This summer, OpenCorporates announced the creation of the OpenCorporates Trust, the entity that guarantees OpenCorporates’ mission, and ensures we always operate to open up company data for the public good.
Coming up first in a series of interviews with our trustees is Patrick Alley, co-founder and director of Global Witness, the world’s leading anti-corruption NGO.
Since co-founding Global Witness in 1993, Patrick has taken part in over fifty field investigations in South East Asia, Africa and Europe and in subsequent advocacy activities.
Tell us a little about your background, and why you support OpenCorporates
When Global Witness began 25 years ago there was a nascent understanding of link between environmental abuses and human rights abuses, particularly around natural resources relating to conflict and corruption.
Global Witness was the first organisation to recognise that nexus. At that time, our work was mainly on the ground; creating data by counting trucks crossing borders and documenting dirty deals.
I wish we’d started working on anonymous companies ten years earlier than we did. In 2008 we realised every corrupt deal needs a bank, and anonymously owned companies are the main vehicles to access them. This made OpenCorporates a natural partner – if an organisation can do what OpenCorporates has done to get this data off the ground, it’s a natural ally for Global Witness
What drew you to becoming an OpenCorporates trustee?
My initial reaction to being asked to join the board of trustees was that I’d love to, but I don’t have the time. But in this modern world of data it’s those with control of the most data who win; hence Amazon, Google, Facebook and the other behemoths of data gathering world.
The same is true for company data, and the likely course is that all corporate data will similarly be controlled by a monopoly. It’s vital that OpenCorporates is that organisation to ensure that data is available under an open licence. It’s a really great mission.
How does your experience at Global Witness inform this role?
From late 2014, I spent 4 years at Global Witness improving our own governance structure, expanding the board to include non-executives, and going back to our roots in campaigning.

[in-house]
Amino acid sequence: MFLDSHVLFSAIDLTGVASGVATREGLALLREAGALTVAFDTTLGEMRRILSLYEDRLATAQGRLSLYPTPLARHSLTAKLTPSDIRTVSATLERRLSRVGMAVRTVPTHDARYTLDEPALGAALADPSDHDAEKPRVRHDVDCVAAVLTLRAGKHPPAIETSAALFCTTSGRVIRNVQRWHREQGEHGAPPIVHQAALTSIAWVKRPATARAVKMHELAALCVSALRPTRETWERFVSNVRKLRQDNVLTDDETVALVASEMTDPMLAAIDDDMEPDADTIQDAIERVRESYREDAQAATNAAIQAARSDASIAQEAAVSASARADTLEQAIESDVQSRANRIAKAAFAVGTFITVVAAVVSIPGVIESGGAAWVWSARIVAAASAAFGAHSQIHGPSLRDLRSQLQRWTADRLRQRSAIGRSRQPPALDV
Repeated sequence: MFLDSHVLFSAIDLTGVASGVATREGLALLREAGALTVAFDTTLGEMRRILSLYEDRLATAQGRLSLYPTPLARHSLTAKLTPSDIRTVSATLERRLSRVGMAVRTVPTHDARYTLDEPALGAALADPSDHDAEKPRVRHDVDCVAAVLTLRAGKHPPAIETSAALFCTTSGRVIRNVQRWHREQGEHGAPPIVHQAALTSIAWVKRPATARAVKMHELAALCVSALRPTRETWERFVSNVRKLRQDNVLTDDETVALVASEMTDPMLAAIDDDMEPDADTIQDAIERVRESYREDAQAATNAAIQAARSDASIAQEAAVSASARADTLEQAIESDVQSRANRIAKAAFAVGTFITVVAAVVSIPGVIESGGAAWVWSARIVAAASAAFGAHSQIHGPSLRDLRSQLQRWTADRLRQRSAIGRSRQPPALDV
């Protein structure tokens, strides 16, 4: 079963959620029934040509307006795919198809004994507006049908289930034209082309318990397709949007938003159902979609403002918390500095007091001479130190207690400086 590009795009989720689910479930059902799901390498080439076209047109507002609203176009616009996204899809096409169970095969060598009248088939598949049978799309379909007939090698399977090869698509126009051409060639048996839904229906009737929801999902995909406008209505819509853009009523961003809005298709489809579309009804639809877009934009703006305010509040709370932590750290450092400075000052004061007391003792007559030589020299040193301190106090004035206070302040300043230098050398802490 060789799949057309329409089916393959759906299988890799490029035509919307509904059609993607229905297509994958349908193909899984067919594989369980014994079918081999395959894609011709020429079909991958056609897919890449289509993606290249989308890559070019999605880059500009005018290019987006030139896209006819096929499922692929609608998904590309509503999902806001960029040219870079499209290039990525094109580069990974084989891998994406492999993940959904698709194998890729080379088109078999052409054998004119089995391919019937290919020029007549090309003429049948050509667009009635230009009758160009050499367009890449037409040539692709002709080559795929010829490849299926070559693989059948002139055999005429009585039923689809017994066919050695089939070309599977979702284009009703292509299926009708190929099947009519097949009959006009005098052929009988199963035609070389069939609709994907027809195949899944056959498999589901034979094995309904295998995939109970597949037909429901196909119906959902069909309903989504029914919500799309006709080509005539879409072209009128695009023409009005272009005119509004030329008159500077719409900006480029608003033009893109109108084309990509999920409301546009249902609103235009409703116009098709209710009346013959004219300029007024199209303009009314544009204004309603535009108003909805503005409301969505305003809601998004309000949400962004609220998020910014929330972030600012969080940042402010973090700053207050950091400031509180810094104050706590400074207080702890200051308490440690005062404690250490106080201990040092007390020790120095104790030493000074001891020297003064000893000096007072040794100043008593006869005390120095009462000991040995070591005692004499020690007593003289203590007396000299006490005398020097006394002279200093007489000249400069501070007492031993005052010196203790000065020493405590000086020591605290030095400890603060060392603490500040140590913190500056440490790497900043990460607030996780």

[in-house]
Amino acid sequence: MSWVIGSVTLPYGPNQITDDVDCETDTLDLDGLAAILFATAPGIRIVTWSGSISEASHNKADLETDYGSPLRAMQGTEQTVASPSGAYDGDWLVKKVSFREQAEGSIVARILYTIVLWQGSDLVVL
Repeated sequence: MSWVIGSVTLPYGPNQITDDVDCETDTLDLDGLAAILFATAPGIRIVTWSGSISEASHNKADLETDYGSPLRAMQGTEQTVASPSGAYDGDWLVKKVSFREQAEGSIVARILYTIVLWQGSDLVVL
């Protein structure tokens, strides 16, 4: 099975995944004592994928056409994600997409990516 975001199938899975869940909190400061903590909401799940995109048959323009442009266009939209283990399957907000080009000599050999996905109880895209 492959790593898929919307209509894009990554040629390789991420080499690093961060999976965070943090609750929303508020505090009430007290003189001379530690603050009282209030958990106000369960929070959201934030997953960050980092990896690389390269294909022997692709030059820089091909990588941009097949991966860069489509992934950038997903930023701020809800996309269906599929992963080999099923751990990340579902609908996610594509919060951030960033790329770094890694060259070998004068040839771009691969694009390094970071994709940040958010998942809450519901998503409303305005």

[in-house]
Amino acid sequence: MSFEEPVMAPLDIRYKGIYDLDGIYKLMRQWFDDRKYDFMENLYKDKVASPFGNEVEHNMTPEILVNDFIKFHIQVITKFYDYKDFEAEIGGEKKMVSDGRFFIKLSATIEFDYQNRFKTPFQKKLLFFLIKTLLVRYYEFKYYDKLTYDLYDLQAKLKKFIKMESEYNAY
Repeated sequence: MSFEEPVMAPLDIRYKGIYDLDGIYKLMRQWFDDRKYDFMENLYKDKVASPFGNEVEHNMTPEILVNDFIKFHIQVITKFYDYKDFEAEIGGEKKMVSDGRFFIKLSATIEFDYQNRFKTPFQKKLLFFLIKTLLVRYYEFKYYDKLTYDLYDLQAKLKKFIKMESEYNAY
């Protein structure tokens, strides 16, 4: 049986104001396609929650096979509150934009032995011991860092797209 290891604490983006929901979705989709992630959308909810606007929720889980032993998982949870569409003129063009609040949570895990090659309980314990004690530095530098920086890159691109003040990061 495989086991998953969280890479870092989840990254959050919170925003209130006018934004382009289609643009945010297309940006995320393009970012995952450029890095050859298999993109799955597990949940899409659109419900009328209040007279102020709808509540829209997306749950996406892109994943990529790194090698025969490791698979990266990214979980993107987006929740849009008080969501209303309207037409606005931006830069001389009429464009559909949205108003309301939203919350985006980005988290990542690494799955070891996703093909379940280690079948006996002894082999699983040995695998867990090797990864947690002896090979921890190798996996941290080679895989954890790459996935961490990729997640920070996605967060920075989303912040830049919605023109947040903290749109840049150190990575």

After we came through all of that, I thought I do have something to offer to OpenCorporates, and although I’m not awash with time, there’s enough to make it possible.
What does a future without OpenCorporates look like?
I think that OpenCorporates is probably even more necessary than it was when it began. Corporate information should be open and available to those who want to access it. It’s critical for tackling corruption, criminality, subversion of our democratic systems, and building societies we’d like to live in.
How do we ensure access to company data is open to all?
We have to make transparency the norm. Global Witness started working with Transparency International on anonymous companies in the early stages of the Cameron era, and within 18 months a public registry of beneficial ownership was announced. In part, this was a result of the financial crisis and anger with the establishment. The train is rolling on this issue, but it’s far from assured, and there is push back.
We have to keep momentum going. We need better regulation in more parts of the world to ensure company registries are public. We need more naming and shaming to show how massive crimes are facilitated, and that law enforcement is bewildered, by anonymous companies. OpenCorporates is a leading organisation in this space, and has a critical role to play.